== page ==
Linda Larson is angry. She is even considering a lawsuit. The town of Oliver, where she serves as mayor, has been declared "the hate capital of Canada" by a controversial Toronto Jewish leader. The area's 9,000 residents are irate at receiving such a reputation because of material written mostly by people who live outside B.C. in what many believe to be a political publicity stunt.
At a Vancouver press conference two weeks ago, Sol Littman, the Canadian representative of the Simon Wiesenthal Centre of Los Angeles, said he wants Attorney General Ujjal Dosanjh to charge Internet service provider Fairview Technology Centre (FTC) and its owner, Bernard Klatt, with violating Canada's hate laws.
FTC provides Internet access and space for users to set up their own sites on the World Wide Web. Mr. Littman claims that at least 14 websites on FTC contain hate material from white supremacist and other groups.
Mayor Larson calls Mr. Littman's remarks "irresponsible" and accuses Mr. Littman of employing guilt by association. "I don't think it was necessary to sacrifice a community to get the publicity", she says. "That's what the Wiesenthal Centre is supposed to be against, sacrificing an innocent people ... Mr. Littman wants this community to rise up physically against Klatt. Tar and feathers went out with the Dark Ages." She says Oliver's residents are "incredibly upset".
Mayor Larson believes Mr. Littman's charge is nonsensical. She points out that the town of Oliver and the school district were both customers of FTC, but took their business elsewhere after this controversy first arose 18 months ago. She adds, "No one here in Oliver writes or produces that [controversial] material."
Mr. Littman apologized to Mayor Larson, but refuses to retract his remarks - and appears to be unsure of what he actually said. During a CBC radio confrontation between him and Ms. Larson, he claimed he had never called Oliver the hate capital of Canada, even after both Mayor Larson and the interviewer told him that his allegation had been recorded by reporters.
Mr. Littman has often been in the news. In 1984 he wrote the prime minister that his organization had information Auschwitz doctor Josef Mengele had applied at the Canadian embassy in Argentina in 1962 to enter Canada. Mr. Littman's demands for an investigation led to the creation of the Deschenes Commission. Mr. Littman later admitted that Mengele had never applied to come to Canada.
Mr. Littman was reluctant to speak to B.C. Report, and first attempted to discern whether the publication would depict him in a positive light. He did agree to explain what he found on FTC's websites that violated hate laws. "The thing we found most dangerous was one of the websites especially aims its message at children", he explains. He says a comic book promotes hatred of Jews and blacks. The website he discusses, however, contains only a link to the comic books, which was at a New York site but has since disappeared. Another website he complains about is a list of material that can be ordered, which includes Nazi paraphernalia and writings. The attorney general's office has passed on Mr. Littman's complaint to Vancouver's hate crimes unit, which reports it is currently assessing it.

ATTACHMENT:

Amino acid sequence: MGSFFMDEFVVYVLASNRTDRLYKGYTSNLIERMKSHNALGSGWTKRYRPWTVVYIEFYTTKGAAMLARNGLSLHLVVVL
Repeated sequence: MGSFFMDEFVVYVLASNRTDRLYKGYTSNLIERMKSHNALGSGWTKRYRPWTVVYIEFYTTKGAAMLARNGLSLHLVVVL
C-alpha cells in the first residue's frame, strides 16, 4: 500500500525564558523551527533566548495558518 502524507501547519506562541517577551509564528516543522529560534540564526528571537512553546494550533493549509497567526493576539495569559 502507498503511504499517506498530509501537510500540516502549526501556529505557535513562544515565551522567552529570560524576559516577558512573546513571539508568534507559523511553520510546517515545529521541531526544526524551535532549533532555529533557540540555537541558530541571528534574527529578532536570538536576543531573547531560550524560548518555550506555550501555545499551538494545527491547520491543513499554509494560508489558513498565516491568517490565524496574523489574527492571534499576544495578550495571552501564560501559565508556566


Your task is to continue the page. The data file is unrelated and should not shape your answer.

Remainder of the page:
Mr. Klatt believes Mr. Littman's eagerness to have him prosecuted may backfire. "With Mr. Littman's publicity, in conjunction with major media outlets, they have managed to generate far more publicity for those web pages than those young people who put them together could ever hope to accomplish on their own in several lifetimes", he declares. He says the websites do not reflect his own opinions. But, he adds, "Just because I don't agree with someone's viewpoint doesn't mean I would refuse them a website."
Mr. Klatt believes himself to be an agent of free speech. "The major media outlets are uniformly negative toward freedom of expression on the Internet", he says. "We get uniform responses from individuals in support of freedom of expression. It gives the impression the major media fears the Internet and the lack of controls over what people can see and evaluate with their own judgement."
University of British Columbia computer science professor Richard Rosenberg, vice-president of Electronic Frontier Canada, points out that the Internet's chaotic nature makes it impossible to control. "What should Canada do if there are websites in the U.S. that carry material which is Canada would violate hate laws?" he asks. "Is the government going to check on individual access to these sites? I don't think that's in the cards ... What they're really doing is using the particular event to bring attention to their concerns rather than having any realistic hope of remedy or control."
The Canadian Human Rights Commission is currently engaged precisely in what Prof. Rosenberg considers so dubious. The commission is in the midst of hearings against Toronto Holocaust denier Ernst Zundel, arguing he is delivering hate speech by providing material for a website run out of California by Ingrid Rimland. His lawyer, Victoria's Doug Christie, believes Canada's laws are too vague. "Hate is in the eye of the beholder", he argues. "Is it criticism? Is it recognizing the influence of a group? Is it attributing more influence to a group than it actually has? It seems to be convincing the attorney general to lay a charge."
Mr. Christie believes courts are reluctant to interfere for fear of being labelled racist or anti-Semitic. "These human rights tribunals are nothing but the modern Inquisition", Mr. Christie declares. "There is very little willingness in courts to uphold free speech."